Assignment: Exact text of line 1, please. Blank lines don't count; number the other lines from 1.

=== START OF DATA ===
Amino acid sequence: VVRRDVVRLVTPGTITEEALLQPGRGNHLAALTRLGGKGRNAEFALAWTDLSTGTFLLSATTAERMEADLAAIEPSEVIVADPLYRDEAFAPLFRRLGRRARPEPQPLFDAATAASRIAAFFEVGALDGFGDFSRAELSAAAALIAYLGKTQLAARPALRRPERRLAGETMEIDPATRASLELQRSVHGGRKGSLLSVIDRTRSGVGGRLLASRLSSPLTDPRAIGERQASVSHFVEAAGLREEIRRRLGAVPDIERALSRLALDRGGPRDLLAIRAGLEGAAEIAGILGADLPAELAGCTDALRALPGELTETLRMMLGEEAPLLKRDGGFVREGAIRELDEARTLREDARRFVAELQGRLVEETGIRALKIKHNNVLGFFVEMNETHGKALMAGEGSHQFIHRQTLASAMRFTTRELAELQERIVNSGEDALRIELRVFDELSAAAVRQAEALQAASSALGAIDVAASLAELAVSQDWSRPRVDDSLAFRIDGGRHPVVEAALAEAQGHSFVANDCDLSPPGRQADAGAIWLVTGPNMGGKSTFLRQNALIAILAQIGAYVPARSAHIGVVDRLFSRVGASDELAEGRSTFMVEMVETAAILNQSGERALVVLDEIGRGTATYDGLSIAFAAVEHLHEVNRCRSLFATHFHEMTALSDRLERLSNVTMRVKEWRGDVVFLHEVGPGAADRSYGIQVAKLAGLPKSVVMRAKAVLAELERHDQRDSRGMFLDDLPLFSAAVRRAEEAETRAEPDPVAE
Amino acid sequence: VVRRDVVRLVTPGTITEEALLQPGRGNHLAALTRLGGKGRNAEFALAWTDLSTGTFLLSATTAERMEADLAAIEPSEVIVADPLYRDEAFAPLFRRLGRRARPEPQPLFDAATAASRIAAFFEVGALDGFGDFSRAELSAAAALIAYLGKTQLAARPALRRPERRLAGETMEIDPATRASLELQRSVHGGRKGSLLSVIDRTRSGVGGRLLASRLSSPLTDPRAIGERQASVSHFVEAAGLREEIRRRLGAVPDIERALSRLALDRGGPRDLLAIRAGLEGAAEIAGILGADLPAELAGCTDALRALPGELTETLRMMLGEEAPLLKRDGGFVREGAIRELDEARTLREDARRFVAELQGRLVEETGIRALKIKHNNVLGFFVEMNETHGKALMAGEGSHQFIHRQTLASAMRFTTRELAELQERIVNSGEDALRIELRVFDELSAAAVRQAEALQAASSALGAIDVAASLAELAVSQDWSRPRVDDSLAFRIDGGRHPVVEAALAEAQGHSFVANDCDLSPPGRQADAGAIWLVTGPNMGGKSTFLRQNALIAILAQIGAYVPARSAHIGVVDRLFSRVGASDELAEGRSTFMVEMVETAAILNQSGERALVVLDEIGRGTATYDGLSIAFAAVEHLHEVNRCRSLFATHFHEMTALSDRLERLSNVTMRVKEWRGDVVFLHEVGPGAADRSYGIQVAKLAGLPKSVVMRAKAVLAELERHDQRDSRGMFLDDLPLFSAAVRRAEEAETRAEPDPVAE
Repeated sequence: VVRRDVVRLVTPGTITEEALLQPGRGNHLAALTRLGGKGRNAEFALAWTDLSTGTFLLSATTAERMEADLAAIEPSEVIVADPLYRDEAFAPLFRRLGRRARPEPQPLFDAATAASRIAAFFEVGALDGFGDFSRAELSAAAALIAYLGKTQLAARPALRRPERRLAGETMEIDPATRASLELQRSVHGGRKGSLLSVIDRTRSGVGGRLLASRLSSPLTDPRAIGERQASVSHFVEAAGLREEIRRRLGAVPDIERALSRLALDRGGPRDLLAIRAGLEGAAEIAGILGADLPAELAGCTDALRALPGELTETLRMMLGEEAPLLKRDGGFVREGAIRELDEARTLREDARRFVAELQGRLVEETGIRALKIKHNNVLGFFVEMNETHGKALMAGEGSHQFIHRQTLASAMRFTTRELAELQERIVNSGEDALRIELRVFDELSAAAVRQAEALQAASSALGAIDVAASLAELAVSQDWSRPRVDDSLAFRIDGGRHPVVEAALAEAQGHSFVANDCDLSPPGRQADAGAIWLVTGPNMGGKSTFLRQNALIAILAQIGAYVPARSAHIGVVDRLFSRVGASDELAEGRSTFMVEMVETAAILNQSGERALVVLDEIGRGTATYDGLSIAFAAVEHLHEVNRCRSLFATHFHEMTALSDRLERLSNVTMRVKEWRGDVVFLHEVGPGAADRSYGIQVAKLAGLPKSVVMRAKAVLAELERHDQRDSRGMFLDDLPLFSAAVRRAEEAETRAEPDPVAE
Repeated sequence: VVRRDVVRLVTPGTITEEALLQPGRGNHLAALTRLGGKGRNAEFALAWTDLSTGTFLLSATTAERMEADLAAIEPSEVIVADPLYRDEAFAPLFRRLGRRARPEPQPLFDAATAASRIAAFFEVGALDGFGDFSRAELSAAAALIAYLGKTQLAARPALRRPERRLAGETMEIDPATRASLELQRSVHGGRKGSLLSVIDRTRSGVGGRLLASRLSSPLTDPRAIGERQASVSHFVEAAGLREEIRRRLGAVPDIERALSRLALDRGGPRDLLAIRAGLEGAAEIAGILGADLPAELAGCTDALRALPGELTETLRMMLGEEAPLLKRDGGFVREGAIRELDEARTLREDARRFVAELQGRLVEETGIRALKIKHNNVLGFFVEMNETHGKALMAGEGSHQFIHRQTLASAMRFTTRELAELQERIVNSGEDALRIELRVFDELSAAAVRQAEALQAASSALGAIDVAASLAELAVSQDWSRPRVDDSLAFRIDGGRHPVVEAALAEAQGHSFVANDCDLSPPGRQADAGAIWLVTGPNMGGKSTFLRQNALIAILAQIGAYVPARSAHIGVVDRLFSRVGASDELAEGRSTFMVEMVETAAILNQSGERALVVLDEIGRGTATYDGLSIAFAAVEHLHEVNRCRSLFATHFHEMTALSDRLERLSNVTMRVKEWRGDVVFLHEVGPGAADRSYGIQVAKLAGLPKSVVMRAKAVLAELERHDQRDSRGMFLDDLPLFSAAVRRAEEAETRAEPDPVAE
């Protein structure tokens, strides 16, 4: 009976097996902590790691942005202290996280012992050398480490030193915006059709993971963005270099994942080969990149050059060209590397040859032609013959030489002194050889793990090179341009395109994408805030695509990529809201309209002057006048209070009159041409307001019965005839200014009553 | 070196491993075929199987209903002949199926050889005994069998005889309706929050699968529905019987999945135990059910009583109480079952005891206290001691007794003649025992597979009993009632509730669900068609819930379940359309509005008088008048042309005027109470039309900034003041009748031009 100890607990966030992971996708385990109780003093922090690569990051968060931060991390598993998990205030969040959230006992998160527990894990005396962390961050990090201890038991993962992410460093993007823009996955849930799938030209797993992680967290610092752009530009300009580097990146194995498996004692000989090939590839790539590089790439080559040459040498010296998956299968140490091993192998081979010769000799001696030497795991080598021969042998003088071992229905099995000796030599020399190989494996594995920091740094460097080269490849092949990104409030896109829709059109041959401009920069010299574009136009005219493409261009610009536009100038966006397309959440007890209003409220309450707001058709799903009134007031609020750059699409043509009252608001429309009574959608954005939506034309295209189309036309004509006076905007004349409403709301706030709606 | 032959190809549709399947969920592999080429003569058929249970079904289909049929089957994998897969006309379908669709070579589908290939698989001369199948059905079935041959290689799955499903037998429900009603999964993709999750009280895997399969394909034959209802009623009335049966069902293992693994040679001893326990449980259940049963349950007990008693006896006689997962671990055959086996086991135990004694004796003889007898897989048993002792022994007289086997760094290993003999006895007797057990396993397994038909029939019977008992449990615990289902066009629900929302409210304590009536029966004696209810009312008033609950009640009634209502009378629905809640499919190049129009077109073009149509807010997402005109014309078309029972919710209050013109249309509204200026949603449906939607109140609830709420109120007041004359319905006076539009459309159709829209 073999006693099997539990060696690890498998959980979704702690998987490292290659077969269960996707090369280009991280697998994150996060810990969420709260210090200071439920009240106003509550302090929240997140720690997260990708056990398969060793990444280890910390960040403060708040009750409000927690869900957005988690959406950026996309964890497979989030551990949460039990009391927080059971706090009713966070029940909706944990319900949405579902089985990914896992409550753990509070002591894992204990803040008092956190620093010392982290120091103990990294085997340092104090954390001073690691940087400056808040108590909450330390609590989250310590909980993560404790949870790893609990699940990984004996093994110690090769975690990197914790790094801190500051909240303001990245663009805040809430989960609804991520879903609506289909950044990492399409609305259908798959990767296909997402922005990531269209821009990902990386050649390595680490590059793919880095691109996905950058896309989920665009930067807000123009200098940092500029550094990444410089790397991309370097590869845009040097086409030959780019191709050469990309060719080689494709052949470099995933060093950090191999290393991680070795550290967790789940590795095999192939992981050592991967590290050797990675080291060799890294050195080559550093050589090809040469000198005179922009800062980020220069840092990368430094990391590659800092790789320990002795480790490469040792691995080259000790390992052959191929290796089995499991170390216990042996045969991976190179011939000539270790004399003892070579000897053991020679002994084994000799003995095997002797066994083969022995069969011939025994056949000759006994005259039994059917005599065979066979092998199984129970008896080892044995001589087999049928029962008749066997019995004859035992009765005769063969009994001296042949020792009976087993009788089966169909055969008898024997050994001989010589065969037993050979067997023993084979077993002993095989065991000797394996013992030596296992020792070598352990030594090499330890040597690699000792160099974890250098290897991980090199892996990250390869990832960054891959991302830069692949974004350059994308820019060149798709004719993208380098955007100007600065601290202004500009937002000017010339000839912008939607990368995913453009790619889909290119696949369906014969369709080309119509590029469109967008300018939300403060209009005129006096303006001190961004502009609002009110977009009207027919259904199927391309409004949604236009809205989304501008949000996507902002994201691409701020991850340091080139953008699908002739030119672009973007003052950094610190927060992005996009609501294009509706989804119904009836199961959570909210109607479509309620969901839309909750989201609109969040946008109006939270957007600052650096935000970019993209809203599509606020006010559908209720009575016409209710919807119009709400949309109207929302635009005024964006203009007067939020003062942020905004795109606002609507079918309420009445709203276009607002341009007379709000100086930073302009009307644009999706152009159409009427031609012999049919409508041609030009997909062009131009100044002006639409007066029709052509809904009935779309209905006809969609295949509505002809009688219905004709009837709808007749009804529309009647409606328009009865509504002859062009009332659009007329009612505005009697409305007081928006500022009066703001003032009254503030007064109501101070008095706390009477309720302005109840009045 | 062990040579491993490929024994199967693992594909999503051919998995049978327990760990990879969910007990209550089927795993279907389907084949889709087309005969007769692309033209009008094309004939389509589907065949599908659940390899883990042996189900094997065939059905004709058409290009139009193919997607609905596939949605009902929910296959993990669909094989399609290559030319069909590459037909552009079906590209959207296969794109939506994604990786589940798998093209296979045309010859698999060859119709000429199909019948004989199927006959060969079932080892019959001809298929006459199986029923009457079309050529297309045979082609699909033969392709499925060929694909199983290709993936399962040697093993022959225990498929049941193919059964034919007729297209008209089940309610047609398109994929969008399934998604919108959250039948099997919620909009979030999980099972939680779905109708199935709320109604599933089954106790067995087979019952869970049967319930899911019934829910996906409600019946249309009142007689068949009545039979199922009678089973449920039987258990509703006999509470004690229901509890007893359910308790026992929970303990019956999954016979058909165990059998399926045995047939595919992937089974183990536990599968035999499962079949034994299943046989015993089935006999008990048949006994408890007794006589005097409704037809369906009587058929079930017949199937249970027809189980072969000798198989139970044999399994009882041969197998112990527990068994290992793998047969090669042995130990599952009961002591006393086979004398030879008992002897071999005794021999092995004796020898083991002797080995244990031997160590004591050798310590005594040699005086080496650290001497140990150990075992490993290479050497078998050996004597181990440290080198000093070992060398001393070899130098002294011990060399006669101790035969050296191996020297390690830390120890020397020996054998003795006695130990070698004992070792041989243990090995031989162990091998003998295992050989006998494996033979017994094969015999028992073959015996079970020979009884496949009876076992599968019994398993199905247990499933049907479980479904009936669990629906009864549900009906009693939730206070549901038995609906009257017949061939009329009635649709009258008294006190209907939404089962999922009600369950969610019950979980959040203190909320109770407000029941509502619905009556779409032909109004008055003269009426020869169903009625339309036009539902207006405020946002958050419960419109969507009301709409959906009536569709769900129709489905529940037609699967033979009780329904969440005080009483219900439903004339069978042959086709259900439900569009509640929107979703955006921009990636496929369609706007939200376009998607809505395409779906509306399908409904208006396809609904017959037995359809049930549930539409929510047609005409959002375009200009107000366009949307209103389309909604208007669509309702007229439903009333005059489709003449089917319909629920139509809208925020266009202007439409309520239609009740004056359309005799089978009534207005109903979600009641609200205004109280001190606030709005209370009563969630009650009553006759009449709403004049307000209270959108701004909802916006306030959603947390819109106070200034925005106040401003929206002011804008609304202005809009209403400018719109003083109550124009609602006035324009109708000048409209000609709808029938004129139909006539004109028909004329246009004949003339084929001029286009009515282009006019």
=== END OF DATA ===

Amino acid sequence: VVRRDVVRLVTPGTITEEALLQPGRGNHLAALTRLGGKGRNAEFALAWTDLSTGTFLLSATTAERMEADLAAIEPSEVIVADPLYRDEAFAPLFRRLGRRARPEPQPLFDAATAASRIAAFFEVGALDGFGDFSRAELSAAAALIAYLGKTQLAARPALRRPERRLAGETMEIDPATRASLELQRSVHGGRKGSLLSVIDRTRSGVGGRLLASRLSSPLTDPRAIGERQASVSHFVEAAGLREEIRRRLGAVPDIERALSRLALDRGGPRDLLAIRAGLEGAAEIAGILGADLPAELAGCTDALRALPGELTETLRMMLGEEAPLLKRDGGFVREGAIRELDEARTLREDARRFVAELQGRLVEETGIRALKIKHNNVLGFFVEMNETHGKALMAGEGSHQFIHRQTLASAMRFTTRELAELQERIVNSGEDALRIELRVFDELSAAAVRQAEALQAASSALGAIDVAASLAELAVSQDWSRPRVDDSLAFRIDGGRHPVVEAALAEAQGHSFVANDCDLSPPGRQADAGAIWLVTGPNMGGKSTFLRQNALIAILAQIGAYVPARSAHIGVVDRLFSRVGASDELAEGRSTFMVEMVETAAILNQSGERALVVLDEIGRGTATYDGLSIAFAAVEHLHEVNRCRSLFATHFHEMTALSDRLERLSNVTMRVKEWRGDVVFLHEVGPGAADRSYGIQVAKLAGLPKSVVMRAKAVLAELERHDQRDSRGMFLDDLPLFSAAVRRAEEAETRAEPDPVAE